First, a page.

Dir. Steven Spielberg
For manic Tintinologists, the apprehension towards this big-budget, motion-animation blockbuster from heavyweights Steven Spielberg and Peter Jackson (Spielberg directed; both of them produced, with Jackson taking the reins for the sequel) came down to a series of seemingly minor but tellingly important details: Will Snowy, the brave fox terrier never far from Tintin's side, talk? (No, though they make his intentions incredibly clear). Will Tintin wear his trademark plus fours? (Yes, the imagery and costuming are true to the Hergé universe). And, most significantly, will the film properly maintain the vibrant characters of the books? (Mostly.) From that perspective, the film certainly fares better than it could have: Spielberg and Jackson have mostly done right by the proud franchise, except in one crucial area: Story-wise, they truncate Hergé's massively intricate plots into a 100-minute, three-act action script and miss out on the subtle brilliance of the original's most absorbing qualities.
The story is more or less a combination of three of the original books, with large sections of each removed and retooled to better fit them together. Tintin (voice of Jamie Bell), a young European reporter, is at a flea market one morning when he happens upon a magnificent model of a ship -- the Unicorn -- which he purchases on the spot. Before he steps out of the park, though, he is besieged by offers for it, including one from Ivanovich Sakharine (voice of Daniel Craig), a mysteriously goateed fellow who seems a bit too insistent for the ship's acquisition. In short order, the ship is stolen out of Tintin's flat and the young reporter is kidnapped and taken aboard a real ship, whose drunkenly besotted captain, Archibald Haddock (voice of Andy Serkis), is locked up alone with his booze, and Sakharine and first mate Allan (voice of Daniel Mays), make off for parts unknown. After Tintin rescues the captain, the two of them embark on an epic journey to recover the model ship and solve the mystery of the Unicorn, which was, it turns out, built by one of Haddock's distant forebears.
The first half of the film works surprisingly well, with excellent voice work from the leads (Bell, in particular, captures Tintin's winsome adventurousness and his direct tenacity remarkably well), and breathless motion capture animation sequences that seem largely in keeping with Hergé's revered ligne claire style. The problem comes in when, true to form, Spielberg opts to up the physical ante in the final third of the film, providing us with a thrilling-though-physically-improbable action sequence with Tintin, Haddock and Sakharine all vying for the ship's hidden scrolls in a Middle East port town, and then an even less artful final showdown between Haddock and Sakharine, utilizing giant dock cranes, that's like something out of Transformers. The film suffers from the filmmaker's lack of conviction in the more subtle rewards of Hergé's fine scripting (a pickpocket, whose significance is central to the book, is lost here as an essentially pointless plot thread).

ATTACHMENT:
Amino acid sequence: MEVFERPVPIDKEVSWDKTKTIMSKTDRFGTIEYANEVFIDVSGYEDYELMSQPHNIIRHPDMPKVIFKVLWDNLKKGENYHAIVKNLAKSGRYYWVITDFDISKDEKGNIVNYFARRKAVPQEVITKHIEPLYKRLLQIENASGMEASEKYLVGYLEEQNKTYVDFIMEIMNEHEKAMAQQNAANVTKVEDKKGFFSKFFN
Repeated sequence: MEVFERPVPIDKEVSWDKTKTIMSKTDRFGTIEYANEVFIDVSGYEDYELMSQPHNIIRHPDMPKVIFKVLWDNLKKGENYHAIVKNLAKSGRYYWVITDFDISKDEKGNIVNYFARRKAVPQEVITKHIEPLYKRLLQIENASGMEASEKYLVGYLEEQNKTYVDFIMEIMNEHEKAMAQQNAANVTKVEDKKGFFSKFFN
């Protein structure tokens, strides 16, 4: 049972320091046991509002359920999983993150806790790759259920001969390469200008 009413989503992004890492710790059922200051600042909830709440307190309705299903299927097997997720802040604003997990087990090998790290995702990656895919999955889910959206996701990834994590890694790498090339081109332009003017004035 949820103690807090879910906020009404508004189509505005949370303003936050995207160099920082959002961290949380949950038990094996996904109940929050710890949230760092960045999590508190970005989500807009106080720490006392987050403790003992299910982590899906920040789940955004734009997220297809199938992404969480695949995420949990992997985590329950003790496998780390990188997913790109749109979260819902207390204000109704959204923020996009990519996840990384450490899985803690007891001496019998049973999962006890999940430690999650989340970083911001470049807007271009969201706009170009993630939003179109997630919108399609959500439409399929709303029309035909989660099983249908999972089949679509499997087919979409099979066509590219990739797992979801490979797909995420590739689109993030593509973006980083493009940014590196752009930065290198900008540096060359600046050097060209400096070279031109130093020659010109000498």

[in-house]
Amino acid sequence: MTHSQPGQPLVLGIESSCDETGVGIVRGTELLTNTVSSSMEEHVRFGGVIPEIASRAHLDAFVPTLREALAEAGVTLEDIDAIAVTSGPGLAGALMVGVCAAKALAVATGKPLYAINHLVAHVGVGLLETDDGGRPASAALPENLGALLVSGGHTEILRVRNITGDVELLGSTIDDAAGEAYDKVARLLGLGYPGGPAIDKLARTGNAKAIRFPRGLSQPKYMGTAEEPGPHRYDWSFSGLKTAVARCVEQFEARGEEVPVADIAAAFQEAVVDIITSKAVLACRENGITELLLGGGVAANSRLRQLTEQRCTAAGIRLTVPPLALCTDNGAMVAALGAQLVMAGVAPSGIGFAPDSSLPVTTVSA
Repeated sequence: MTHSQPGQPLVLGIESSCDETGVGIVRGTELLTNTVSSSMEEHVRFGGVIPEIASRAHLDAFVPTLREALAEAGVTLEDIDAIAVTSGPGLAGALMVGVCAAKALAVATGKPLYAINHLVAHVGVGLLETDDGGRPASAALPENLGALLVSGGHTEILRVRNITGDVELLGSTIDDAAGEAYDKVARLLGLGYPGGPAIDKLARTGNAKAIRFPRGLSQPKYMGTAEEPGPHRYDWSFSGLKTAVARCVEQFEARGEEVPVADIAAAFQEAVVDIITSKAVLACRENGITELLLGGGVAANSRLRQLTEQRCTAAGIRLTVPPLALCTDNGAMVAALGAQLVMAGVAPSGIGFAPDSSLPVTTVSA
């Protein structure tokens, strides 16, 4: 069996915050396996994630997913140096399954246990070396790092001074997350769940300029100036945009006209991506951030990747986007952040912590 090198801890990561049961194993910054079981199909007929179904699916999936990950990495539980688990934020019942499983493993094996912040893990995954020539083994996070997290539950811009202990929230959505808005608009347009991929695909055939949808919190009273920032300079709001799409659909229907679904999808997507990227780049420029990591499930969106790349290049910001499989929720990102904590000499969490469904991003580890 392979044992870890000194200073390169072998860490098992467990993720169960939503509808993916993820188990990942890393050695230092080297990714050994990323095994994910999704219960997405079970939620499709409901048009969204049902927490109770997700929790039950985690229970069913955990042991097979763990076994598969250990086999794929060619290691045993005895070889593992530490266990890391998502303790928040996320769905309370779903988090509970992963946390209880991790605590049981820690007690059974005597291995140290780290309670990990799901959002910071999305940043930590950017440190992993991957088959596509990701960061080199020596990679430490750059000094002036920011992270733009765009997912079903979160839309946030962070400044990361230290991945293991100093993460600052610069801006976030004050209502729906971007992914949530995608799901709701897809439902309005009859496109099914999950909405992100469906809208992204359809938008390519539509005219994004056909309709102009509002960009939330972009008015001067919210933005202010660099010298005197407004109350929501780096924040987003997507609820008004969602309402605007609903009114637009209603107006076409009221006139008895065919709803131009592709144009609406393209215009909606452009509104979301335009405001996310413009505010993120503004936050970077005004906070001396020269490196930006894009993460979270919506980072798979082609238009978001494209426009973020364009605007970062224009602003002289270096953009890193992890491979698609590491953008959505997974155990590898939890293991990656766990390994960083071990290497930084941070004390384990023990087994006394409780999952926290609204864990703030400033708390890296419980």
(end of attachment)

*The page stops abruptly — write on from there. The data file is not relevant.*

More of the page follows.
It's hard to argue narrative semantics with a filmmaker whose works have earned billions and billions of dollars at the box office, but Spielberg's keen marketing savvy and hucksterism demand spectacle where subtlety would have been more effective in keeping with the tone of Hergé's work. That's far from the only point with which purists will take umbrage. The film is also unable to leave alone some of Hergé's more poignant character development: Haddock's raging alcoholism is present, for example, but in limited form, and is quickly given an all-too-convenient psycho-babble explanation, so as to suggest its something well within his control, which only serves to mitigate the captain's fierce stubbornness with something a good deal more softly congealed.
Still, all things considered, it could have been much worse. It will be interesting to see if Peter Jackson's proposed adaptation will run more true-to-course with the source material. If it does, we can look back at this first attempt and attribute the film's failings -- yet again -- to Spielberg's boundless faith in his understanding of just exactly what it is an audience wants to see on-screen.